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A brewing situation in the Dominican Republic involving tens of thousands of undocumented immigrants has reached an unfortunate climax. The immigrants, over 90 percent Haitian, face deportation back to Haiti as a deadline to apply for legal status passes today (Jun. 17).

The neighboring countries have been at odds for decades, and was impacted the unfortunate events of the so-called Parsley Massacre of 1937, or El Corte (The Cutting by Dominicans) and Kout Kouto a (The Knife Blow) by Haitians. Dominican dictator Rafael Trujillo ordered the government-sponsored slaying of Haitians and Dominicans who appeared dark-skinned, especially those persons who could not pronounce perejil, the Spanish word for parsley, correctly.

The Dominican government once again aimed its efforts to remove Haitians from the country, an act some are calling an ethnic cleansing of sorts. The government introduced a plan that would allow a pathway for immigrants to obtain legal status, but outside observers note that the process is not easy for the immigrants to grasp.

CNN reports:

“Those who do not have documentation will have to return to their country,” Dominican Foreign Minister Andres Navarro said.

According to the government, more than 200,000 undocumented immigrants living in the Dominican Republic have registered, but at least that many others will not meet the deadline.

The fact that the majority of foreigners — documented or not — living in the Dominican Republic are Haitian has led to accusations that there are other racial prejudices involved, too.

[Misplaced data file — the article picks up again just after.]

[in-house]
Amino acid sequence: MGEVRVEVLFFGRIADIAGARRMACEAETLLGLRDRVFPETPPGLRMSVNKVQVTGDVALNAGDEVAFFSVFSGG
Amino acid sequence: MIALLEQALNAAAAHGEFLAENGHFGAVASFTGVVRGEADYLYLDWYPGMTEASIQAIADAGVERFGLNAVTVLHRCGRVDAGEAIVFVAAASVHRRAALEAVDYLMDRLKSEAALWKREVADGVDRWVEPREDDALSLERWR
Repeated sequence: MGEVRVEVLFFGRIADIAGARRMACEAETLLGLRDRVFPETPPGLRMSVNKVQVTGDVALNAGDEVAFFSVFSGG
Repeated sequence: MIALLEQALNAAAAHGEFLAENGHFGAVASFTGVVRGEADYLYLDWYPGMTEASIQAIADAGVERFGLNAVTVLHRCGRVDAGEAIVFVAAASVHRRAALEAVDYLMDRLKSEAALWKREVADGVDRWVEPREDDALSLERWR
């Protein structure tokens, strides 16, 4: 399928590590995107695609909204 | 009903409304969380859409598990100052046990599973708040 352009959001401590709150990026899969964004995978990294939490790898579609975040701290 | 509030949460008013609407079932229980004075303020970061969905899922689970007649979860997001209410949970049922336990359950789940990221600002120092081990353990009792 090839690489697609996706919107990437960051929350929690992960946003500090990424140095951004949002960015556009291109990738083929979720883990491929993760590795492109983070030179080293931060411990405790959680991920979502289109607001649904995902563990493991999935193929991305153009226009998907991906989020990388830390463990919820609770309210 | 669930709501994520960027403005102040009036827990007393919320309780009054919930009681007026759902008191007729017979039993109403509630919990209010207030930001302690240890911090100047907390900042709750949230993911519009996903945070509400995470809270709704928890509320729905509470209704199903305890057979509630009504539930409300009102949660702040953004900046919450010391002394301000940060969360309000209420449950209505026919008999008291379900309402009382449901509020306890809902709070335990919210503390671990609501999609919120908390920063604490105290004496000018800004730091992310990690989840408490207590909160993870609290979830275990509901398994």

The immigration overhaul comes at the same time that Dominicans of Haitian descent are in a fight over their status. A 2013 court ruling stripped the citizenship of Dominicans whose parents were undocumented immigrants. A separate law to address their status is equally controversial.

According to CNN and other outlets such as the New York Times, workers who are trying to officially apply for legal status are reporting that they’re running into logistical roadblocks and other barriers. Human rights advocates say that many of the immigrants lack the proper identification to apply for legal status, which mirrors some of the immigration struggles here in the States.

While some workers have been given a 45-day extension if they’re already registered for legal status, they still need documentation from their employers and those items have been difficult to come by.

The Dominican government promises that there will be no mass deportation. Instead, the Dominican Republic intends to work with Haitian officials for what the Times is calling an “orderly transfer” of citizens.

Photo: AP

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